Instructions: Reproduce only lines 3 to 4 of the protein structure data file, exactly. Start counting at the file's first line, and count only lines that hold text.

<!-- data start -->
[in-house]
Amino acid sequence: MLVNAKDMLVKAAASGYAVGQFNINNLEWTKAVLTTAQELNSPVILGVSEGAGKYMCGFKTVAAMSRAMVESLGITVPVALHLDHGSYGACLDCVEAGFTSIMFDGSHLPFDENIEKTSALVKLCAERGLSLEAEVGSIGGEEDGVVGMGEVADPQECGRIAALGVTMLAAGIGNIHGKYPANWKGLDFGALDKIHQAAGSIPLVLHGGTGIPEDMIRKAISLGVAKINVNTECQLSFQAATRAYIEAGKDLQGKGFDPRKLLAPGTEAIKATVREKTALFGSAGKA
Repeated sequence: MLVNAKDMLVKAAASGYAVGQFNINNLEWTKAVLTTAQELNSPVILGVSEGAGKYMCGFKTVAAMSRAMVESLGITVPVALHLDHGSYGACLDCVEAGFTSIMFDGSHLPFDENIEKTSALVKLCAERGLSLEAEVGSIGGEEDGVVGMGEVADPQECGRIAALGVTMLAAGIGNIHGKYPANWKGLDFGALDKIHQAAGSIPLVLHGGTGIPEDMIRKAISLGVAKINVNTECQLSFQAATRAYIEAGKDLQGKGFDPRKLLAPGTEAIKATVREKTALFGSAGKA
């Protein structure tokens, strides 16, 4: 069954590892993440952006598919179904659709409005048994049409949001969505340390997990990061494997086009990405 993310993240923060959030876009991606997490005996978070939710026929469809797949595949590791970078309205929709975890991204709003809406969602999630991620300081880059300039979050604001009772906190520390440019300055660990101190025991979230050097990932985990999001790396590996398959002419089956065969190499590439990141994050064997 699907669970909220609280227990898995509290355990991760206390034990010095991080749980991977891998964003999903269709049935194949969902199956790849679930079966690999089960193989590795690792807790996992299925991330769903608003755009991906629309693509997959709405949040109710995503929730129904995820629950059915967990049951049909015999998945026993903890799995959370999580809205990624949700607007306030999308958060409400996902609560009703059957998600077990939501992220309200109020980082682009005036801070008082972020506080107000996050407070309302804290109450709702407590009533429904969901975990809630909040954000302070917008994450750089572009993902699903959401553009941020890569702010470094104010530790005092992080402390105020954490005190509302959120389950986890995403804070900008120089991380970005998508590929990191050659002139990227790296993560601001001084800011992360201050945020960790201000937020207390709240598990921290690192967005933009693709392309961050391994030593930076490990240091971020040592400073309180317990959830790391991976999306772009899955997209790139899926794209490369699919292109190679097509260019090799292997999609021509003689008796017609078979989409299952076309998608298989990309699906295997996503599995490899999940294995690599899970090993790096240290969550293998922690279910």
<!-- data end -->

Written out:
Repeated sequence: MLVNAKDMLVKAAASGYAVGQFNINNLEWTKAVLTTAQELNSPVILGVSEGAGKYMCGFKTVAAMSRAMVESLGITVPVALHLDHGSYGACLDCVEAGFTSIMFDGSHLPFDENIEKTSALVKLCAERGLSLEAEVGSIGGEEDGVVGMGEVADPQECGRIAALGVTMLAAGIGNIHGKYPANWKGLDFGALDKIHQAAGSIPLVLHGGTGIPEDMIRKAISLGVAKINVNTECQLSFQAATRAYIEAGKDLQGKGFDPRKLLAPGTEAIKATVREKTALFGSAGKA
């Protein structure tokens, strides 16, 4: 069954590892993440952006598919179904659709409005048994049409949001969505340390997990990061494997086009990405 993310993240923060959030876009991606997490005996978070939710026929469809797949595949590791970078309205929709975890991204709003809406969602999630991620300081880059300039979050604001009772906190520390440019300055660990101190025991979230050097990932985990999001790396590996398959002419089956065969190499590439990141994050064997 699907669970909220609280227990898995509290355990991760206390034990010095991080749980991977891998964003999903269709049935194949969902199956790849679930079966690999089960193989590795690792807790996992299925991330769903608003755009991906629309693509997959709405949040109710995503929730129904995820629950059915967990049951049909015999998945026993903890799995959370999580809205990624949700607007306030999308958060409400996902609560009703059957998600077990939501992220309200109020980082682009005036801070008082972020506080107000996050407070309302804290109450709702407590009533429904969901975990809630909040954000302070917008994450750089572009993902699903959401553009941020890569702010470094104010530790005092992080402390105020954490005190509302959120389950986890995403804070900008120089991380970005998508590929990191050659002139990227790296993560601001001084800011992360201050945020960790201000937020207390709240598990921290690192967005933009693709392309961050391994030593930076490990240091971020040592400073309180317990959830790391991976999306772009899955997209790139899926794209490369699919292109190679097509260019090799292997999609021509003689008796017609078979989409299952076309998608298989990309699906295997996503599995490899999940294995690599899970090993790096240290969550293998922690279910």